When Your New Employee Knows Too Much

October 29, 2007 / By Robert Wood

Not infrequently, whenever an employer hires a competitor’s ex-employee, the competitor sues not only its ex-employee (for an alleged non-compete violation, breach of fiduciary duty, misappropriation of trade secrets, tortious interference, etc.), but also the new employer. The plaintiff contends, for example, that just as its ex-employee is liable for using and disclosing its trade secrets, the new employer is also liable for receiving and using the secrets.

One way in which new employers try to inoculate themselves against such a suit is by directing their new employees not to bring their former employer’s confidential information with them. In a case decided within the past two months, the “new” employer sent an offer letter to its prospective new employee containing the following language:

We are not interested in confidential business information or trade secrets from your former employer. Rather, we are looking for your sales talent to contribute to the success of our business. We do not want you to use any of the confidential and/or proprietary information while you are working for us. We ask that you not use or divulge any confidential and/or proprietary information obtained during your [previous] employment and require that you sign an Agreement on Prohibited Disclosures as a condition of this offer.

After the employee resigned from his “old” job and began his new one, his new employer had him sign a non-disclosure agreement containing the following language:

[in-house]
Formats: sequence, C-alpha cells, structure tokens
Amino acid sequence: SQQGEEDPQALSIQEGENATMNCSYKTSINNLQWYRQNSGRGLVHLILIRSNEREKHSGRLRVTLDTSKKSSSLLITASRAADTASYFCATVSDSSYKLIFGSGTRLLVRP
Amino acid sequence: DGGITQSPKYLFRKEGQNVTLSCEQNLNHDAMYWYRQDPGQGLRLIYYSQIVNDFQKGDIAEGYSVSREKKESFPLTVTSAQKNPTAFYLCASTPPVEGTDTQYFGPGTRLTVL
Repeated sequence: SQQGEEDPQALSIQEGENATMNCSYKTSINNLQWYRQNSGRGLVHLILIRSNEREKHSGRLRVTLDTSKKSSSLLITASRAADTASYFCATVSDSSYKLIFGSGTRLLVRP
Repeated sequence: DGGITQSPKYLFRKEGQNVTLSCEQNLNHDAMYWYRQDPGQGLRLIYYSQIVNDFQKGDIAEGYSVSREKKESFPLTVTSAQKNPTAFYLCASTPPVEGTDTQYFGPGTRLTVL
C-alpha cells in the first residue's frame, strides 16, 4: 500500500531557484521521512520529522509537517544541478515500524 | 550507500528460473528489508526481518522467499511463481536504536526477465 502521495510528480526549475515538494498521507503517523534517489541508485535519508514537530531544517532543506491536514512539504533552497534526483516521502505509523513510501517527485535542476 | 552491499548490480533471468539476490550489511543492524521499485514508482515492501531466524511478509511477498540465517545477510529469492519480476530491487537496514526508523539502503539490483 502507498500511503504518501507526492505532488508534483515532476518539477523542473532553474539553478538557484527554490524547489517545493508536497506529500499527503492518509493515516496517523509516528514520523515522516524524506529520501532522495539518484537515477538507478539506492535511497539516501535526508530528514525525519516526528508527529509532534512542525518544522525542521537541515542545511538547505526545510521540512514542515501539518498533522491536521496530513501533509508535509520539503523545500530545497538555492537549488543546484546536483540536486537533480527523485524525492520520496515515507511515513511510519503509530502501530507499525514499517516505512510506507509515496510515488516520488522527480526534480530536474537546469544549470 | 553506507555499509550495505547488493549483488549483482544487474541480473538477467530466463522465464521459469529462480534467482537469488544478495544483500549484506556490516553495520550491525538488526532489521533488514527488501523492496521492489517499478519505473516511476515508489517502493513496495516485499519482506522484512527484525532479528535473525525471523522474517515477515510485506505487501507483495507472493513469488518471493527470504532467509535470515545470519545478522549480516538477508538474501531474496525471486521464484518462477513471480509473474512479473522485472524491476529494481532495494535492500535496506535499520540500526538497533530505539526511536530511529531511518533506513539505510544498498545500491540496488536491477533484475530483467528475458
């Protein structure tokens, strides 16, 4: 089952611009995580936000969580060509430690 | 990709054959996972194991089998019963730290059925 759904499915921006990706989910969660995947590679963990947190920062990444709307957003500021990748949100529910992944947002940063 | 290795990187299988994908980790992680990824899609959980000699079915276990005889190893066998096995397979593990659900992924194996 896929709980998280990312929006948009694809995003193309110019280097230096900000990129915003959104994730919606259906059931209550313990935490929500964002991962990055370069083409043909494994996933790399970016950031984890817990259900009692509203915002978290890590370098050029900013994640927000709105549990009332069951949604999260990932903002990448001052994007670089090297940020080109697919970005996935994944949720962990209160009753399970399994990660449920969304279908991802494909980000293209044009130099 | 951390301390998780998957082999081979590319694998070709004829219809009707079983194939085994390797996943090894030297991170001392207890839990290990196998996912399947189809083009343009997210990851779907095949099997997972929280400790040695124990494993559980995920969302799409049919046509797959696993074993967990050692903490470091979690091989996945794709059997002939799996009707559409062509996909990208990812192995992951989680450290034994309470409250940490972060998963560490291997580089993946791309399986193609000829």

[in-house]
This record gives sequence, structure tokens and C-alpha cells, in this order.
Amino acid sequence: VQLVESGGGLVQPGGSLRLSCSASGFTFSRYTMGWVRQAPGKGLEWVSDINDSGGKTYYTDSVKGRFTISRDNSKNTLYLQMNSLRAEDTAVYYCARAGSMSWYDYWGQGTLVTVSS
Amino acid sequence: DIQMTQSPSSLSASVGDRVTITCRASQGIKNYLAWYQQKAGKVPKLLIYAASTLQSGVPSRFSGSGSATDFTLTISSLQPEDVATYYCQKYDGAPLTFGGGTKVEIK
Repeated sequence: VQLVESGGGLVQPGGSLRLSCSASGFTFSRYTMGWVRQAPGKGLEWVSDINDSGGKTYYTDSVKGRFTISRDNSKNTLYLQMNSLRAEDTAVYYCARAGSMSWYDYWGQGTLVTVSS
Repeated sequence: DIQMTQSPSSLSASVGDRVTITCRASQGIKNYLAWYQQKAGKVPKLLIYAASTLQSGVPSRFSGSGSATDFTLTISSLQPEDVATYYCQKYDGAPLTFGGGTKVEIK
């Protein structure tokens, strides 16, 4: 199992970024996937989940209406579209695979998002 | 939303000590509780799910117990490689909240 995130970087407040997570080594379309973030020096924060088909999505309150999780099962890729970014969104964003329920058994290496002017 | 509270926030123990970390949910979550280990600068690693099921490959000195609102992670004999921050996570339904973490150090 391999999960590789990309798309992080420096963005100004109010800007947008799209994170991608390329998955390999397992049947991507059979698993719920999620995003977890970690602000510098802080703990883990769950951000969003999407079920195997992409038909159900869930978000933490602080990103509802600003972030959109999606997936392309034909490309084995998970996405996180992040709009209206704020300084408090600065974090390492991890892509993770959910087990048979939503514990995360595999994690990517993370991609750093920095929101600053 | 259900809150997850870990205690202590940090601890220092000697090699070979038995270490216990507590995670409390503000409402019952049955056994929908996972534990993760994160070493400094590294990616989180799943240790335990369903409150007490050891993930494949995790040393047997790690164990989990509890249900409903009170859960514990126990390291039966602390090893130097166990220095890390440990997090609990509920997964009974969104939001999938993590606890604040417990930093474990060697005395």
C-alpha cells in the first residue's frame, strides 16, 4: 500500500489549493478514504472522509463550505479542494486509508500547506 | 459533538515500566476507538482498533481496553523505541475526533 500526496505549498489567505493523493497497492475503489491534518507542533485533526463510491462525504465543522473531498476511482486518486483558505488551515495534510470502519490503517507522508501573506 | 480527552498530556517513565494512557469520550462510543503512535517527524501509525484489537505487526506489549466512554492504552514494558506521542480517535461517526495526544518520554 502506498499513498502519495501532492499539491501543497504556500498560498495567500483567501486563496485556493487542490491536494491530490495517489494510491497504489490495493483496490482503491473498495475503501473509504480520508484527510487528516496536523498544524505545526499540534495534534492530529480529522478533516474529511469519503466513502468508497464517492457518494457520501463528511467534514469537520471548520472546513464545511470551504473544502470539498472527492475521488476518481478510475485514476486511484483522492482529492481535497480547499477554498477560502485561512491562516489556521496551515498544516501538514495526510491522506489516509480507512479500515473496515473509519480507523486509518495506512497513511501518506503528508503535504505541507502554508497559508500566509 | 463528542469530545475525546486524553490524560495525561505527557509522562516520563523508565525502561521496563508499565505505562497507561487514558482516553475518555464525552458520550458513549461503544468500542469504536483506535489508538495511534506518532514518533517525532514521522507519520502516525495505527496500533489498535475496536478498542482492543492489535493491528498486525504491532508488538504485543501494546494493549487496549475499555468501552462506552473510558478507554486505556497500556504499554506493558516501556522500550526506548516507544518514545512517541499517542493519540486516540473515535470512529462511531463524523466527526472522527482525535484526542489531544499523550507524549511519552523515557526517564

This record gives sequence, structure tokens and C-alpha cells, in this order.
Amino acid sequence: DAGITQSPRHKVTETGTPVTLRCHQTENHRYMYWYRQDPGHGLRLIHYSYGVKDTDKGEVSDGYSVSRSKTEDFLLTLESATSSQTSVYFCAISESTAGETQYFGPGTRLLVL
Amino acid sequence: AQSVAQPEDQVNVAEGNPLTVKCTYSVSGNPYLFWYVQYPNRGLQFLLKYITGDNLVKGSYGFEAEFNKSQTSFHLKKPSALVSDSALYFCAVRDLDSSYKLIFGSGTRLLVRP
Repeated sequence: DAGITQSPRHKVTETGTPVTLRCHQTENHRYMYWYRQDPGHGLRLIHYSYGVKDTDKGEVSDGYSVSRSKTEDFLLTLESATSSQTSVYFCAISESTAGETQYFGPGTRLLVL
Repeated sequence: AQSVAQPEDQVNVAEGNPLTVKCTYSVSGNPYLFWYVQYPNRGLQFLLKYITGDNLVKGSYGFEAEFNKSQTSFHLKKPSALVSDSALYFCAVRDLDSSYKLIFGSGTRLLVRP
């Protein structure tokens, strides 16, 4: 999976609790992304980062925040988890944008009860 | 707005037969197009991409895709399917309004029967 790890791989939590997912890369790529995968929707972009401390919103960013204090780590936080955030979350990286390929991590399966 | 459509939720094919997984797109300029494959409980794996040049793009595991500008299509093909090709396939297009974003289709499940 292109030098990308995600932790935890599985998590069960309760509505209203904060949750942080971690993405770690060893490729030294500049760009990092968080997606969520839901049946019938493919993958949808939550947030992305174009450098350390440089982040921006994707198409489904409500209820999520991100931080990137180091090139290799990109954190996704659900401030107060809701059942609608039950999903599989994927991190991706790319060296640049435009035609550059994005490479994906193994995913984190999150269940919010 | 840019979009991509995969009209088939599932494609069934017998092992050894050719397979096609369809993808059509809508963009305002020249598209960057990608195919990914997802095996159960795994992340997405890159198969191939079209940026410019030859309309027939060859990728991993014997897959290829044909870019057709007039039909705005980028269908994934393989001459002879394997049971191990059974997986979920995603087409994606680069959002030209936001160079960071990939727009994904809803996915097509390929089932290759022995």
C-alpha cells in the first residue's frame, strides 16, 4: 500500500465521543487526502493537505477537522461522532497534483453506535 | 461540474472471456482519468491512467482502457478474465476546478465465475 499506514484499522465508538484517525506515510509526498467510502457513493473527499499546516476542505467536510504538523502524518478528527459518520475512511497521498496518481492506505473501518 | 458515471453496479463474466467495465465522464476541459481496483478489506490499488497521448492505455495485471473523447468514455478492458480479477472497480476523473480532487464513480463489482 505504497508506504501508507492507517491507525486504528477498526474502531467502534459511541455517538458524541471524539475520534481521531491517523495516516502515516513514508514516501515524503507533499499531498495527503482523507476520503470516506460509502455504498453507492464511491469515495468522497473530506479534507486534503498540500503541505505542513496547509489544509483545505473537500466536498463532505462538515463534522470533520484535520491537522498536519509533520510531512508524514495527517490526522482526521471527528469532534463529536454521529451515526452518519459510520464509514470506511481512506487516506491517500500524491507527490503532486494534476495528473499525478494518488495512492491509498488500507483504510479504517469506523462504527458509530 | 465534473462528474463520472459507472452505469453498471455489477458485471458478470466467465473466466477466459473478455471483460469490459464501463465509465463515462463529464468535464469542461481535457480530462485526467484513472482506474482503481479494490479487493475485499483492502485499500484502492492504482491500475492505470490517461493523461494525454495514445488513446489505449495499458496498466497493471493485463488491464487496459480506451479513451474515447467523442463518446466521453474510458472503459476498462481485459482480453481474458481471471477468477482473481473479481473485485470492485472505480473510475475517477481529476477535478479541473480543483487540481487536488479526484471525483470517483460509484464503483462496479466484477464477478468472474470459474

You agree not to use, have in your possession, or refer to any information, data process, or method which is or was claimed to be confidential or proprietary by any former employer, customer, supplier or consultant.

By way of clarification, and not by limitation, you agree neither to use, have in your possession, nor refer to any of the following items from a former employer . . . if such information is or was claimed to be confidential or proprietary:

· Blueprints
· Business Plans
· Computer Programs
· Computers
· Confidential Knowledge
· Consultant Lists
· Customer Lists
· Data Bases
· Confidential or Proprietary Data
· Computer Media (e.g., disks CDs)
· Documents
· Employee Lists
· Equipment
· Training Materials
· Files
· Financial Information
· Formulas
· Manuals
· Market Information
· Marketing Materials
· Notebooks
· Notes
· Original Works of Authorship
· Sketches
· Software
· Telephone Directories
· Trade Secrets
· Vendor Lists

When the former employer subsequently sued both its ex-employee and the new employer for misappropriation of trade secrets, the court found the new employer’s insistence that its new employee not bring any confidential information with him (as evidenced by the documents referenced above) as persuasive evidence (but not the only evidence in the case) that the employee had not in fact done so.

When hiring a new employee, especially one involved in sales (i.e., an employee who, were he trying to do so, might be able to “steal” his former employer’s clients), a new employer is wise to direct its new employee not to use or disclose his former employer’s confidential information (and also to have the new employee sign a non-disclosure agreement that contains a provision reiterating that direction).

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About the Author

Robert Wood has been a Texas trial lawyer since 1993. During that time, he has represented small, mid-sized, and Fortune 100 companies in business and employment litigation matters all over Texas and the United States. He has also advised and represented hundreds of individuals in employment litigation matters. Read more about Robert Wood